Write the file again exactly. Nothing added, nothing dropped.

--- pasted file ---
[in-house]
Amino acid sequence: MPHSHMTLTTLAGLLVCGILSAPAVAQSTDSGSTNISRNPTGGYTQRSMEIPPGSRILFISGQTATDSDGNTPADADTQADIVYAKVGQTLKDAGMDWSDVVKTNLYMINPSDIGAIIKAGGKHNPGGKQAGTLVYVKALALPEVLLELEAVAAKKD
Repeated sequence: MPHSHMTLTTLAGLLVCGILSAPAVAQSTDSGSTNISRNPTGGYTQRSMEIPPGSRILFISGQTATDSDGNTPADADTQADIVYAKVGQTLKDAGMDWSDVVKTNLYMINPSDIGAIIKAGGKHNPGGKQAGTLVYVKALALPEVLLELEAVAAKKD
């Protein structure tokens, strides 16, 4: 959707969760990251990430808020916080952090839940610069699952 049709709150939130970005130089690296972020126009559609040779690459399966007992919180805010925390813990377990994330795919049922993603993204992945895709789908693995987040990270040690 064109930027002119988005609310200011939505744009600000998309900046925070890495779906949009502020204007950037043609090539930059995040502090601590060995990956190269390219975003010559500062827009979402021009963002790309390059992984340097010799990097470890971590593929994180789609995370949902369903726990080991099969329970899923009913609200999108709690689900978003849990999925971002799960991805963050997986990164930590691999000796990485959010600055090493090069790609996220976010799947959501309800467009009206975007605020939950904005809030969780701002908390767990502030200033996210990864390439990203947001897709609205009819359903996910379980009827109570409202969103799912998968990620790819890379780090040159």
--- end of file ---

[in-house]
Amino acid sequence: MPHSHMTLTTLAGLLVCGILSAPAVAQSTDSGSTNISRNPTGGYTQRSMEIPPGSRILFISGQTATDSDGNTPADADTQADIVYAKVGQTLKDAGMDWSDVVKTNLYMINPSDIGAIIKAGGKHNPGGKQAGTLVYVKALALPEVLLELEAVAAKKD
Repeated sequence: MPHSHMTLTTLAGLLVCGILSAPAVAQSTDSGSTNISRNPTGGYTQRSMEIPPGSRILFISGQTATDSDGNTPADADTQADIVYAKVGQTLKDAGMDWSDVVKTNLYMINPSDIGAIIKAGGKHNPGGKQAGTLVYVKALALPEVLLELEAVAAKKD
């Protein structure tokens, strides 16, 4: 959707969760990251990430808020916080952090839940610069699952 049709709150939130970005130089690296972020126009559609040779690459399966007992919180805010925390813990377990994330795919049922993603993204992945895709789908693995987040990270040690 064109930027002119988005609310200011939505744009600000998309900046925070890495779906949009502020204007950037043609090539930059995040502090601590060995990956190269390219975003010559500062827009979402021009963002790309390059992984340097010799990097470890971590593929994180789609995370949902369903726990080991099969329970899923009913609200999108709690689900978003849990999925971002799960991805963050997986990164930590691999000796990485959010600055090493090069790609996220976010799947959501309800467009009206975007605020939950904005809030969780701002908390767990502030200033996210990864390439990203947001897709609205009819359903996910379980009827109570409202969103799912998968990620790819890379780090040159």